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Type IX U-boats
Model shown: U-505 Type IXc
- circa 1944 -

We supplied the 45" model of U-505 shown on lower page to Bermuda Maritime Museum


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Base either solid brass or wooden pedestals

These images are of a small 25" wood model

When U-505 was captured, the submarine and crew were initially secretly interned at Bermuda to prevent Germany knowing that the sub was captured intact with its Enigma code machine. Hence the Bermuda Maritime Museum always had a special interest in U-505.

The images below are of the 45" wood model delivered to the
Bermuda Maritime Museum in 2007.

See another image showing full sub at very bottom of page.

Related Links
Bermuda Maritime Museum: U-505 Captured

Any Type IXa to IXc U-boat - custom model
built as per your chosen type, hull # and circa

Scale 1:120 / ~25"
Price: $1599

1/3 deposit $533

Scale 1:84 / ~36"
Price: $1899

1/3 deposit $633

Scale 1:66 / ~45"
Price: $2199

1/3 deposit $733

We'll contact you for preferences after you order.

Prices include free world-wide shipping

Fully assembled museum quality wooden desk-top display models custom built as to your designated circa including flagging and personalized brass plate.

U-505 is a Type IXc U-boat that was captured during battle in June 1944. Now resting at the Museum of Science in Chicago, the submarine  was designated a National Historic Landmark in 1989 and is a memorial to the over 55,000 American sailors and merchant mariners who lost their lives at sea in two world wars. The ship is the only remaining relic of  the more than 300 Type IX U-boats that were built.

Type IXa

The first Type IX U-boats were large submarines  built for long distance. The 8 boats that were built (U-37 to U-44) operated around the world including the South Atlantic, Indian and even Pacific oceans. They were also used in the North Atlantic, especially during Operation Drumbeat - the U-Boat offensive at the American coast. Their larger size made them less maneuverable than the Type VII which led to their nickname of "Sea Cow". They had a large flat deck casing which completely hid the saddle tanks distinguishing them from the Type VII, but the decking trapped more air and so made them slower to dive, and more vulnerable.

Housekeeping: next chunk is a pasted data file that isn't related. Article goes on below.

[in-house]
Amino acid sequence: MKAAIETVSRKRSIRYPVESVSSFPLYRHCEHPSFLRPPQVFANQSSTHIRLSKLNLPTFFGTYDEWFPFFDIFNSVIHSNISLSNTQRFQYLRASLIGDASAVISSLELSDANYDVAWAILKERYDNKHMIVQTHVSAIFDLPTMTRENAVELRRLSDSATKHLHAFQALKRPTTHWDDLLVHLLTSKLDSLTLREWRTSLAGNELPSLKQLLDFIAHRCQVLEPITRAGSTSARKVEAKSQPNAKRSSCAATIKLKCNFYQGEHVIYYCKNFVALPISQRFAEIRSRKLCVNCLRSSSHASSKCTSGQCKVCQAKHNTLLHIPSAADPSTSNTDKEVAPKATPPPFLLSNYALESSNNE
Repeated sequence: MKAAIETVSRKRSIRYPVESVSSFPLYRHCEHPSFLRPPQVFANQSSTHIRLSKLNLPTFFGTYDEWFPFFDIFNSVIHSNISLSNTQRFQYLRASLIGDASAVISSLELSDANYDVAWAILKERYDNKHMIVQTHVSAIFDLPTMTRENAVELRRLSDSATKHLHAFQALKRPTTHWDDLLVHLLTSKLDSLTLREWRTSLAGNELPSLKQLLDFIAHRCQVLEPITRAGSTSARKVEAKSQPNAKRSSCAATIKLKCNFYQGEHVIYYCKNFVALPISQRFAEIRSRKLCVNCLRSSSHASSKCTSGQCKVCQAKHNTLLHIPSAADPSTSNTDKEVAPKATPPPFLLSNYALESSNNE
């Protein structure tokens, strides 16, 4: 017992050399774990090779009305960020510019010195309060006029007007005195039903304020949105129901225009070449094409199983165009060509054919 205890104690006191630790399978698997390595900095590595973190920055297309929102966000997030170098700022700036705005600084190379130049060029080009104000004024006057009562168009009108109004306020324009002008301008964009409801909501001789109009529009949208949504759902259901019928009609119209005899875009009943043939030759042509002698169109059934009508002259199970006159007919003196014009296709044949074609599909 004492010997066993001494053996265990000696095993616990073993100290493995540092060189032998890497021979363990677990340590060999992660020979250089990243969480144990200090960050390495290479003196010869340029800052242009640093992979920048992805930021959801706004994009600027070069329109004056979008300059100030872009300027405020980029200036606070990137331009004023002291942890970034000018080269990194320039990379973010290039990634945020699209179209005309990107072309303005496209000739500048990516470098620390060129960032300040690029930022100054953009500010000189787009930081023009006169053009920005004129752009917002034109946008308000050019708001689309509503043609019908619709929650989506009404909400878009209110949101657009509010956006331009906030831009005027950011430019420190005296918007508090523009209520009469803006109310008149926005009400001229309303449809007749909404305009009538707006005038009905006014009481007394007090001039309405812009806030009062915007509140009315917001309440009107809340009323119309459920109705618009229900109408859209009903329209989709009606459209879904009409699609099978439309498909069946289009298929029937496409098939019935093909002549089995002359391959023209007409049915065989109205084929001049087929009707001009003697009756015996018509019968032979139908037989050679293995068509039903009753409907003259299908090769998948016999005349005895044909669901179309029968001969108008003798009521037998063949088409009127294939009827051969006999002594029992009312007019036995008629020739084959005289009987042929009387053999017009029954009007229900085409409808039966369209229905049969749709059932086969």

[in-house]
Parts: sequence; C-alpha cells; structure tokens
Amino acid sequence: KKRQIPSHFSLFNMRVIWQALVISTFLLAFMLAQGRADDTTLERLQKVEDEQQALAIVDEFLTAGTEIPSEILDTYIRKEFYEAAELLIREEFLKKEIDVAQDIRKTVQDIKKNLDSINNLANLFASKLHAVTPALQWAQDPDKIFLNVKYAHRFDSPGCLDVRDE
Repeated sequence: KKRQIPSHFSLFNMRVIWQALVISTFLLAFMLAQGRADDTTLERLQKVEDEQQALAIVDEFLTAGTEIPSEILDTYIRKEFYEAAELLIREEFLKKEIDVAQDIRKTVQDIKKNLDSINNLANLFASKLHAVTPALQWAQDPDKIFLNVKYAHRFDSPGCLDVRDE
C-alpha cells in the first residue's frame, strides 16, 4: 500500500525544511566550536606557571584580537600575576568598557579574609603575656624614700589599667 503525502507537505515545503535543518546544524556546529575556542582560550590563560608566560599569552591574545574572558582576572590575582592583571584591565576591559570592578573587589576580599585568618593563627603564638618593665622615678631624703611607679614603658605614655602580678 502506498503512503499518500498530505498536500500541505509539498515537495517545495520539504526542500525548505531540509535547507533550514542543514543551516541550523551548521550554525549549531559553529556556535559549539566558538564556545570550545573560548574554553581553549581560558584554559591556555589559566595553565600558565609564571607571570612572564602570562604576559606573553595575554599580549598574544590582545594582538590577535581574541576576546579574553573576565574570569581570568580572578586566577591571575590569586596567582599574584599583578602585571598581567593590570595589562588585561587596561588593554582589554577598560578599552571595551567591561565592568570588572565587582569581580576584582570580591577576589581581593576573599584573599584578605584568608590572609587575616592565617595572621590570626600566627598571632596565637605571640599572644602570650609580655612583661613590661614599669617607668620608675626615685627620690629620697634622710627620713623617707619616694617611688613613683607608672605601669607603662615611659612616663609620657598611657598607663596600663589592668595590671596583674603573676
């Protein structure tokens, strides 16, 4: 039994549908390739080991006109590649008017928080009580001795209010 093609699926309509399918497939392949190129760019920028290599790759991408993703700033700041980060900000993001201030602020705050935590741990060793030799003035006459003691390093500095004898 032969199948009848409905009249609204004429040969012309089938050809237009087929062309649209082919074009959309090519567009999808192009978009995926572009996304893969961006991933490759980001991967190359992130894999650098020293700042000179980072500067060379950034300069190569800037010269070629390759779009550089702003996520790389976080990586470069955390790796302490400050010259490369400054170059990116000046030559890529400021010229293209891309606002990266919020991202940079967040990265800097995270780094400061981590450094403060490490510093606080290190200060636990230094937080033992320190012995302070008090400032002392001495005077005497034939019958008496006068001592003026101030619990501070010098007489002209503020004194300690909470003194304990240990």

Equipped with 4 bow and 2 stern torpedo tubes, they carried six reloads internally and had five external torpedo containers (3 at the stern and 2 at the bow) that each held 2 more torpedoes for a total load of 22 torpedoes. As such, they were equipped to hunt night after night. Alternately they could carry 44 TMA or 66 TMB mines that were released from the torpedo tubes. Type IXa and Type IXb U-boats had 3 periscopes in the tower, one of which was deleted in the later Type IXc and onwards.

Secondary armament was provided by a deck mounted 105mm gun. Anti-aircraft armament differed throughout the war but a combination of two twin 20mm on the upper Wintergarten deck and a 37mm single on the lower Wintergarten deck was common.

Type IXb
Built with greater bunkerage to give an increase in range, the Type IXb was the most successful type overall with each of the 14 boats built (see bottom of page for hull numbers) averaging a total of over 100,000 tons sunk. Very famous Type IXb boats included U-123 under the command of Hardegen, which opened up the attack on US home waters in early 1942; and U-107 out of Freetown, Africa under the command of Hessler, which had the most successful single mission of the war with close to 100,000 tons sunk.

Type IXc Built with a further refinement that eliminated one of the three periscopes, the Type could store an additional 43 tons of fuel to give an even further range. If laying mines they could carry 44 TMA or 66 TMB mines except U-162 to U-170 and U-505 to U-525 which were not fitted for mine operations. 54 units of this variant were activated between March 1939 and July 1942 (see bottom of page). The Type was visually indistinguishable from the earlier A's and B's.